To tier three... and beyond!Real-world enterprise applications are seldom restricted to a single server. Anyone who has created a nontrivial multi-tier application in a Windows environment has had to work around a fundamental limitation in NTLM authentication: namely, that NTLM authentication tokens cannot be delegated past the second tier.
Could you bounce off the wall and say that again?
OK, in simpler terms:
When you log onto your workstation, you present windows with primary evidence of your identity in the form of a username and a secret – usually a password, but sometimes a certificate or a biometric identifier such as a fingerprint.
When you connect to a web application in a browser, your workstation contacts the web server and tells the server who you are. The server trusts the workstation because it knows that the workstation has primary evidence of your identity, but the server has only second-hand evidence.
When the web server connects to the data server, it passes your authentication token, but the data server won't accept it because the chain of trust is too long. The data server has only third-hand evidence of your identity. Bzzzzzzzzzt – thank you for playing!
With InfoPath 2003, you never had to worry about these issues when designing your form. You ran InfoPath on tier 1, and the database, Web service, or SharePoint site on tier 2 trusted your computer's first-hand evidence. Now that you are designing forms that run in a web browser, you'll need to think about tier 3.
There are a number of ways of dealing with tier 3 and beyond in forms services. I'll start by briefly describing three simple techniques for noncritical applications, then I'll move on to enterprise-quality solutions, culminating in two technologies that are specific to Microsoft Office SharePoint Server.
Keep in mind that for form templates that are not admin-approved and fully trusted, the connection settings need to be stored in a Universal Data Connection (UDC) file in a Data Connection Library in order to make a connection to another domain.
For trivial data connections, such as looking up a list of states to populate a drop-down list, you can simply allow anonymous users to access your data. Removing the need to authorize the user means that it's no longer a problem that your identity can't be verified on tier 3.
HTTP Basic Authentication
In Basic authentication (or digest, which is a slightly more secure version of the same protocol), your browser prompts you to enter your username and a password, which are then passed in cleartext (or in digest form) to the web server. The web server now has primary evidence of your identity, so the data server can trust it to tell it who you are. You can set up IIS on your SharePoint server to use Basic authentication instead of Windows Integrated authentication. While this is a quick way to do an end run around the tier 3 problem, it presents an awkward user experience on the intranet. This is better suited to the extranet, where getting prompted for additional credentials is a more familiar experience. Don't forget to set up SSL so that your users' credentials are encrypted on the wire. Otherwise, anybody monitoring your server traffic can read the passwords as they pass by.
Embedded SQL credentials
It's common practice in web applications to connect to a database using a SQL username and password embedded in the connection string. Since this requires putting a password in cleartext in a configuration file, it is not considered a secure method of authentication. By default, user form templates on the server are not allowed to use embedded SQL credentials.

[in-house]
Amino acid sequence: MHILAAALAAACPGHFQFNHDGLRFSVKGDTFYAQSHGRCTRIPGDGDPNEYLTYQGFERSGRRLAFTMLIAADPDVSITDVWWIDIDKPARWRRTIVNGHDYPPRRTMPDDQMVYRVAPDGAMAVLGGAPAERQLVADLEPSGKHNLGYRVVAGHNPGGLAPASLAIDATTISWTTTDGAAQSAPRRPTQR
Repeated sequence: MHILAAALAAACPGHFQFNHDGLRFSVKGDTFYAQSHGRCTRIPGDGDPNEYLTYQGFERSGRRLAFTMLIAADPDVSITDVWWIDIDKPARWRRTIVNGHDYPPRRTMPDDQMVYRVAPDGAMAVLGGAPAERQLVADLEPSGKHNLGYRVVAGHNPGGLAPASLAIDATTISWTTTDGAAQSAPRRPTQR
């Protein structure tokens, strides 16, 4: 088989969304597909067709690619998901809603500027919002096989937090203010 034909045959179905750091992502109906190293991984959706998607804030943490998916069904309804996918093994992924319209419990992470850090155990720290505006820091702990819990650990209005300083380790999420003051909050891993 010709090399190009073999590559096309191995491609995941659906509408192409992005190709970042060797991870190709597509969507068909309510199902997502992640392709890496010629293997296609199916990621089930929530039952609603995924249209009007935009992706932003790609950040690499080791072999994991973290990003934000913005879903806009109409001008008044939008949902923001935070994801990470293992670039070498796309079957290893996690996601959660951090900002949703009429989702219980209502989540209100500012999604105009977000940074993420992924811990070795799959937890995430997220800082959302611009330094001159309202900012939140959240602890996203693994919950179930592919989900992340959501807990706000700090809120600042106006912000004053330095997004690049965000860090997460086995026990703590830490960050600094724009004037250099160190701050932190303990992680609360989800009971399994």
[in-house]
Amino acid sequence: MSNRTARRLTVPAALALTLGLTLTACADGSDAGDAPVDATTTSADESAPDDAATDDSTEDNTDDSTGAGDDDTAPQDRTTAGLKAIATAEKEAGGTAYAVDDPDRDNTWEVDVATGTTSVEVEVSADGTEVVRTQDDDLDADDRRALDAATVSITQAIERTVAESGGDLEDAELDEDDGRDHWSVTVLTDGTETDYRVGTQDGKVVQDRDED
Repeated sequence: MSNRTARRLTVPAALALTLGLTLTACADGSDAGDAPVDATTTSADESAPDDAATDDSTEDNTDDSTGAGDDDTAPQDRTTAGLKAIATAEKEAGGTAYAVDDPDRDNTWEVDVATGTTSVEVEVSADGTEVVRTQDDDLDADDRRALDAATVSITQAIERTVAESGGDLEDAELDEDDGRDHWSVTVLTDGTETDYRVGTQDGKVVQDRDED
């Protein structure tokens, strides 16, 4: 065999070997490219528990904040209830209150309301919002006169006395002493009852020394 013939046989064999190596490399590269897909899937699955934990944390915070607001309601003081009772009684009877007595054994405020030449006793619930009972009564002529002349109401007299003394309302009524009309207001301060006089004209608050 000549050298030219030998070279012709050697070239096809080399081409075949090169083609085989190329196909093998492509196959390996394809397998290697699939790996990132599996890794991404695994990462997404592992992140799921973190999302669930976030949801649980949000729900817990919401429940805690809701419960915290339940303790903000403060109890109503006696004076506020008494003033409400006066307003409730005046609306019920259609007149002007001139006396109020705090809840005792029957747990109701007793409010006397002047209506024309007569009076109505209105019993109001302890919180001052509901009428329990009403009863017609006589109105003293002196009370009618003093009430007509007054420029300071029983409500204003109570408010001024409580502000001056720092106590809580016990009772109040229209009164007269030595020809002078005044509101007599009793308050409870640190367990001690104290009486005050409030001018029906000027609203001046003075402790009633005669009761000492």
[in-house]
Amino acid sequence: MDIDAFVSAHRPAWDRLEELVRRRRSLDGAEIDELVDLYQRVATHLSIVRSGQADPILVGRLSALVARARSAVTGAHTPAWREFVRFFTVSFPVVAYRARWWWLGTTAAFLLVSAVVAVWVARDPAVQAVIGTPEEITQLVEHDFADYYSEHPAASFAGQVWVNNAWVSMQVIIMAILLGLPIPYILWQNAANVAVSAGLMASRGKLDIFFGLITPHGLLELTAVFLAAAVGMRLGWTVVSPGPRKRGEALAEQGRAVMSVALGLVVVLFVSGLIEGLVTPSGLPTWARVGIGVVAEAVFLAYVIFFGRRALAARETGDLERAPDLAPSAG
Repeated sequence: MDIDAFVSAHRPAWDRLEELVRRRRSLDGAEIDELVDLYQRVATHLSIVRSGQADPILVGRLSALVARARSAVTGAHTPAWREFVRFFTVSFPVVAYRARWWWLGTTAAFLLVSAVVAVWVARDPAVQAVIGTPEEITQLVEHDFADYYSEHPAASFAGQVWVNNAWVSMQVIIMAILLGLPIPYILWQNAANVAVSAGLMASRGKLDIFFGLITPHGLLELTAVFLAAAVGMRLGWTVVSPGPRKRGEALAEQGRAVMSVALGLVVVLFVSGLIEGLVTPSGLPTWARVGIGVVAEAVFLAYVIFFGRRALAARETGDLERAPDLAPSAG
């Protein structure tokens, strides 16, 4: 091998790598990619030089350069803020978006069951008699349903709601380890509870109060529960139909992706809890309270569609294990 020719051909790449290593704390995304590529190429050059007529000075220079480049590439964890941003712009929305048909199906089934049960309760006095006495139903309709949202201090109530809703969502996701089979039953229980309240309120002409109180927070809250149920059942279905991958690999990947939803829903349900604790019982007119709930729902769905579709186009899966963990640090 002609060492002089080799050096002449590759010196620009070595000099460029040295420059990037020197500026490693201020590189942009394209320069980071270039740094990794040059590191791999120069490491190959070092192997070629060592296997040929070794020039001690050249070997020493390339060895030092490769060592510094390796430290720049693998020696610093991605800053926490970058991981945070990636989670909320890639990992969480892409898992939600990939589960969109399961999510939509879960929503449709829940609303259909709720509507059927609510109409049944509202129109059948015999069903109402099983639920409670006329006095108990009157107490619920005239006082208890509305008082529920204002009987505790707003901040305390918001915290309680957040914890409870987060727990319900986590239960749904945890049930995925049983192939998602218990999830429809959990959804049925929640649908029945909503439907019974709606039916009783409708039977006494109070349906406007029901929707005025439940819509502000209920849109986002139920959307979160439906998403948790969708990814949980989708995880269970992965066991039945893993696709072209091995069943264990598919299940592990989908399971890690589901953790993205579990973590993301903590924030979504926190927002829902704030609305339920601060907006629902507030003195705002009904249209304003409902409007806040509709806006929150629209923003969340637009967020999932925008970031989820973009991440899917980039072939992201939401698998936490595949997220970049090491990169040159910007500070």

Unlike NTLM authentication, a Kerberos authentication token, called a "ticket", can be independently verified at any point in an n-tier system and thus can be delegated indefinitely within the window of time that the ticket is valid. For enterprises where Windows XP or better is the standard desktop and Windows Server 2003 is the standard server, Kerberos can replace NTLM as the standard authentication method in Active Directory. This is the preferred method of overcoming the 2-tier restriction on token delegation when available.
In constrained delegation, two services on two servers can be configured to allow a specific set of user accounts to be delegated from one service to the other without requiring independent verification of a password. While this is considered a secure option, it is notoriously difficult to set up and maintain.
Office Single Sign-on
Office Single Sign-on (SSO) is a service on Microsoft Office SharePoint Server which was created to help applications on the server overcome authentication delegation issues. At its heart, SSO is simply a database which stores encrypted username and password pairs. An application running on the server can obtain a username and password associated with a known SSO application definition and can then use those credentials to log on to Windows and make a trusted connection to a data source. A form running on the server can use SSO to connect to external data by specifying an SSO application ID in the UDC file containing the connection settings.
Web service proxy
InfoPath Forms Services includes functionality to forward Web service requests from a form. The web service request is made using the identity associated with the SharePoint web application. In order to allow the web service to authorize access to the external data, the user's Windows username is passed in the SOAP header using a WS-
In my next two installments, I'll describe in more detail how to use Office Single Sign-on and the Web service proxy to connect to enterprise data from your browser-enabled forms.
In my next post we'll cover Single Sign On and write some code.